I'm not going to stop fishing, but I will try to put the odds of survival in their favor...

Stormy

I like to think that I,m doing my best to "put the odds of survival in their favor..." but ,  my commitment to that effort hasn't been anywhere near to yours. Time to take a closer look at some of the things that you and others may bring to this discussion.  I might just learn enough to tighten up my own personal commitment to not knowingly waste the resource just for sport.

Thanks

 

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7 hours ago, stormy monday said:

I avoid articles like that lol. I do remember the pig out days when we'd go to a popular Kennbunk river and catch 100 fish in an outing, all schoolies, all "C&R". We just didn't think about post release mortality. After a while we swiched to cutting off flies and poppers at the bend. Now if I get 5 schoolies in a spot I leave. I also stopped fish selfies for the most part, I think especially with this warmer water even that short duration is too much. I've been pretty lucky lately, getting into a nice population of 26-28" fish, release several keepers in 2 weeks, none came out of the water. With schoolies they seem to get more aggresive and sometimes will get that fly past their lips - if it ain't lip hooked I don't even try to get the fly, I just cut the leader, although it doesn't happen that often. The hooks I've been using seem to rust really fast so hpefully that helps. I'm not going to stop fishing, but I will try to put the odds of survival in their favor...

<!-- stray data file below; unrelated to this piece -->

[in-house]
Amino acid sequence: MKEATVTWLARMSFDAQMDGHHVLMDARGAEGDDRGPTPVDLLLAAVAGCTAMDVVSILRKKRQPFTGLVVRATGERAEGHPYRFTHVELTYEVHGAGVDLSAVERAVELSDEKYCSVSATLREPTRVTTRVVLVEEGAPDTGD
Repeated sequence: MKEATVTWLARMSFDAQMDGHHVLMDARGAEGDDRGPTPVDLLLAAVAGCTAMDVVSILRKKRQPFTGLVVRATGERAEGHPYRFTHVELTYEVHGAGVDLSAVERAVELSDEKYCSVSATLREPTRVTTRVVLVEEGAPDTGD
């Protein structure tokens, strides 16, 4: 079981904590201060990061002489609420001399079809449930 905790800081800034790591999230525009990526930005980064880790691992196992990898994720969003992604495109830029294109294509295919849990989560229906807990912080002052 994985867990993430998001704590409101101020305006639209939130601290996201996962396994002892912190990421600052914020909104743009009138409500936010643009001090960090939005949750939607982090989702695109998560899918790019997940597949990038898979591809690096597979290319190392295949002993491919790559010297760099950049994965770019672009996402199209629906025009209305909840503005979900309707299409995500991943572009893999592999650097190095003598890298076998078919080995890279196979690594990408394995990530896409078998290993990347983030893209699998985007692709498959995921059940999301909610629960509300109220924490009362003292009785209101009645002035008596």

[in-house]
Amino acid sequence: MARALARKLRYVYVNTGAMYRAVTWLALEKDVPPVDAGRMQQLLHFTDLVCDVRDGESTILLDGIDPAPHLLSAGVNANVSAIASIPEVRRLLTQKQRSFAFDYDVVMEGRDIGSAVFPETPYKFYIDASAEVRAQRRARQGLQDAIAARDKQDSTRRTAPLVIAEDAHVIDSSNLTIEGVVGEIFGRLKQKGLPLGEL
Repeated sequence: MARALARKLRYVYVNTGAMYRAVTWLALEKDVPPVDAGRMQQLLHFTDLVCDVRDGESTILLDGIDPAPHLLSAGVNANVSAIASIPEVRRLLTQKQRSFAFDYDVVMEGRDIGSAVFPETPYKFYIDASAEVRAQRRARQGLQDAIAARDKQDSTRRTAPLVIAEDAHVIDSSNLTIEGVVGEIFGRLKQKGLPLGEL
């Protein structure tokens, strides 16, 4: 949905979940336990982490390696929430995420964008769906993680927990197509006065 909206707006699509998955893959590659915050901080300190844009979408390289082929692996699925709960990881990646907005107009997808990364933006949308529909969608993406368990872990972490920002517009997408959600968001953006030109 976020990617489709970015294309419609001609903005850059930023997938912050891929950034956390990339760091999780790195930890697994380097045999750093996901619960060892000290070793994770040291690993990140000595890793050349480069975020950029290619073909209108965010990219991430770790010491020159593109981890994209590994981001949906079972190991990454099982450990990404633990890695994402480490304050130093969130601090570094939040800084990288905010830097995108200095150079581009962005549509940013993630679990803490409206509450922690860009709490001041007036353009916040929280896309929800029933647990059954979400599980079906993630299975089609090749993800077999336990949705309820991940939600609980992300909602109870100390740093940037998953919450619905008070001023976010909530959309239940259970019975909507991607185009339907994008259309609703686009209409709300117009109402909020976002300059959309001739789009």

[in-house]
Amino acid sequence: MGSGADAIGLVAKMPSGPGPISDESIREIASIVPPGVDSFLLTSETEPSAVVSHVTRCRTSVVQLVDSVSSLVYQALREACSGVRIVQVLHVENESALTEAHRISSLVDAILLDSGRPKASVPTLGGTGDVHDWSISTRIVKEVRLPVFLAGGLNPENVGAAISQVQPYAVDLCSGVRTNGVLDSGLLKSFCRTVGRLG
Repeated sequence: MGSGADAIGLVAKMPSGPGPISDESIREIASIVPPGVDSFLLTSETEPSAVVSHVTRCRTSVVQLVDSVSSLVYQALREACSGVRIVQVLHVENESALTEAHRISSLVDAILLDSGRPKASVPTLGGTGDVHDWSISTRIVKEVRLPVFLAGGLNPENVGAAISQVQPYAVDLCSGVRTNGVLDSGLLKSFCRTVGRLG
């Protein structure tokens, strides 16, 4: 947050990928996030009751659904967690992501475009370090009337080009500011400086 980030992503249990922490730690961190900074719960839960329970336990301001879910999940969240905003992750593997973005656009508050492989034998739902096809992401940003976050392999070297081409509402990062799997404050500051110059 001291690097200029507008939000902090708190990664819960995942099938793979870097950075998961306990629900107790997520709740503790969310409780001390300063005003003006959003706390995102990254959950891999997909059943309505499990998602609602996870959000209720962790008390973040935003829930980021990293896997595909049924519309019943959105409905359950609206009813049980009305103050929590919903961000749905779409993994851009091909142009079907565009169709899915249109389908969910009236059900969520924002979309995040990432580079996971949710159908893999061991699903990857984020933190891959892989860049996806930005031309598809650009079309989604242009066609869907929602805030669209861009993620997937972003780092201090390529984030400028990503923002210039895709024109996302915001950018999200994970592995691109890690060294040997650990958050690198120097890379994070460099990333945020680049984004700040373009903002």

Go with barbless circle hooks.

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BTW- the OP title is disingenuous. I am a C&R fisherman 99.99% of the time and I really don't give a fuq whatever it is anyone else is doing. Just keep it legal.

 

I am certainly not holier than anyone else.

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58 mins ago, ken r said:

BTW- the OP title is disingenuous. I am a C&R fisherman 99.99% of the time and I really don't give a fuq whatever it is anyone else is doing. Just keep it legal.

 

I am certainly not holier than anyone else.

Ditto

Although I really do care about the fishery as a whole, when it comes to fishing I try not to preach to other people and do my best to avoid people who try to preach to me. 

 

And believe me, nobody has ever accused me of having any holy tendencies.

 

 

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1 hour ago, ken r said:

Go with barbless circle hooks.

Haven't tried tying flies on circle hooks yet, but a lot of my flies do have mashed barbs. Oddly the only fish I've had take flies deep tend to be the sub-20" schoolies. In areas I expect to see those I do use barbless though. Do people tie on circles?